April 29, 2013Juli Grey-Owens, Long Island Transgender Advocacy Coalition executive director and member of the New York state Transgender Rights Coalition, alongside members of the Interfaith Impact of New York State are urging lawmakers to pass legislation this session that will protect transgender New Yorkers from discrimination in housing, employment, and public accommodations.
"Today in the very advanced state of New York, transgender people can be refused employment and/or advancement in their jobs, kicked out of their apartment, and refused service in public or private establishments that are open to the general public," Grey-Owens said.
Interfaith Impact of New York State, an organization of congregations, clergy and lay leaders from across the state, held a press conference Monday at The Legislative Office Building advocating for passage of the Gender Expression Non-Discrimination Act (GENDA) and Gov. Andrew Cuomo's Women Equality Agenda because "all New Yorkers deserve basic protections, and these two important proposals do just that for those in our state who live with unequal treatment in their daily lives," said Interfaith Impact President Rev. Dr. Richard Gilbert.
The GENDA legislation (S.195/A.4226) is sponsored in the Assembly by Richard Gottfried, D-Manhattan, and is sponsored in the Senate by Daniel Squadron, D-Carroll Gardens.
Grey-Owens said over 60 percent of New York residents are protected by local laws and ordinances.
"However, there are counties around the state where there is no protection. If I drive 10 minutes west of my home, I'm in Nassau County and I could be discriminated there," Grey-Owens said.
"If I work in Nassau County I could be terminated. So these are the things New Yorkers are facing. What we're looking to do is have a bill, a state wide bill, make transgender people—gender identity and gender expression—a part of protected classes so that our civil rights can be protected."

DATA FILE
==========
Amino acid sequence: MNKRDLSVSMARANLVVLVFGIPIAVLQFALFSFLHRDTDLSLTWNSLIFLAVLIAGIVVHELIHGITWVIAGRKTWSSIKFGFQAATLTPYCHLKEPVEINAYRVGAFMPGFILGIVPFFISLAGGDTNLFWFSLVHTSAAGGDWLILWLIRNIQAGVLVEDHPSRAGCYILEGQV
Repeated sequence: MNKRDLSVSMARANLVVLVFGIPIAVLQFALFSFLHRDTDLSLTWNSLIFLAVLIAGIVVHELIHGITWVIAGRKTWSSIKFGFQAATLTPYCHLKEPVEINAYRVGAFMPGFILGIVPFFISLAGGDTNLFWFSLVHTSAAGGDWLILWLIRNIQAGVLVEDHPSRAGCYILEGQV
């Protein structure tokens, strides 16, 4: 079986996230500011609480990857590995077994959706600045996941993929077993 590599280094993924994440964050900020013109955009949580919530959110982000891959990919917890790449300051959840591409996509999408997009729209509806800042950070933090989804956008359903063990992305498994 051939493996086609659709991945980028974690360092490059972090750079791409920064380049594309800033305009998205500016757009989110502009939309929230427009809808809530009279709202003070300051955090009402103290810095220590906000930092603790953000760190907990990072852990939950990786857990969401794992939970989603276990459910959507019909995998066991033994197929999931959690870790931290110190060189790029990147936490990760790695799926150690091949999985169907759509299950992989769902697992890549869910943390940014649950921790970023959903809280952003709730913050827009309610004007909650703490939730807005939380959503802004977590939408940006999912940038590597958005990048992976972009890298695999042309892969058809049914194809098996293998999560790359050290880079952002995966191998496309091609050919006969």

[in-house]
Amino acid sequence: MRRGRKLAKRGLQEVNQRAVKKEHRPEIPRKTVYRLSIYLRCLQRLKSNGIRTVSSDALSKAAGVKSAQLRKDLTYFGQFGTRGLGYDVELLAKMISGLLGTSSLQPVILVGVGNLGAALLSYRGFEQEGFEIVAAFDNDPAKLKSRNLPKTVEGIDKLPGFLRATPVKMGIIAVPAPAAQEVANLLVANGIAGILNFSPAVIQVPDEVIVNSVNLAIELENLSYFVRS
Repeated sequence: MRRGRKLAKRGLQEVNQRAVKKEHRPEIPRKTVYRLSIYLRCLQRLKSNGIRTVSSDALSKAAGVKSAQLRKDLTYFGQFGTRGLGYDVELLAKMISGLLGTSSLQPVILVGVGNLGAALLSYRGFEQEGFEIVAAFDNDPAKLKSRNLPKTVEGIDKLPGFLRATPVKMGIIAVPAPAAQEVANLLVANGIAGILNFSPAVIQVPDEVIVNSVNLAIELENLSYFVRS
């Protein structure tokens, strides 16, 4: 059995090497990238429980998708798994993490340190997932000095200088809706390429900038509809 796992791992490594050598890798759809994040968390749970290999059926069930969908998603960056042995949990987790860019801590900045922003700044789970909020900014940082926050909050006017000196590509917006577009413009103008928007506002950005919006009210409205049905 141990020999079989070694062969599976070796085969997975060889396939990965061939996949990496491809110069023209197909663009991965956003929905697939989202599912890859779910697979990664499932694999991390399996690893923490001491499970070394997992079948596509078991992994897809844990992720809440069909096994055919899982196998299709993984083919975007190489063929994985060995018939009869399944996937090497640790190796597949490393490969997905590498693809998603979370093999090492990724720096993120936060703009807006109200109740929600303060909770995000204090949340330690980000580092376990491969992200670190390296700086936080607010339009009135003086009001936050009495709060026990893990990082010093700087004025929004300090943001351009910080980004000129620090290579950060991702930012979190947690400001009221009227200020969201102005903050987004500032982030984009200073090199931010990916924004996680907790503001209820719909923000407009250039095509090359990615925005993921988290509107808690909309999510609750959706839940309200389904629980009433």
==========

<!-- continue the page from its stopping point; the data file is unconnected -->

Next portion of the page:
"It's time for New York leaders to help the last minority community in New York win the right to live their life with pride, vigor, and security," Grey-Owens said.
Robb Smith, executive director of Interfaith Impact NYS said, "New York state has an obligation to ensure that individuals who live in our free society are not unduly prevented from making their own choices, following their own beliefs, and conducting their own lives as they see fit."
Grey-Owens cited a survey from 2011 by the National Center for Gender Equality to give an "idea of just what the transgender community must endure."
She said, according to the survey, transgender people are four times more likely to have an annual income of less than $10,000; of the group that has been part of the survey, 41 percent have attempted suicide; 78 percent were harassed at work or school; 35 percent have been physically assaulted; 26 percent lost their job when they came out as transgender; 16 percent were "compelled" to work in an "ungrounded economy—sex workers as well as drugs, Grey- Owens said; 19 percent were refused housing; 11 percent were evicted; and 19 percent were refused medical care.
She said GENDA has passed the Assembly five times and will hopefully pass again this week. The Senate, however, has yet to put in on the floor, she said.
"Our work is to get the Senate to bring this to the floor and to pass it and to give transgender people their civil rights," Grey-Owens said before leaving the podium.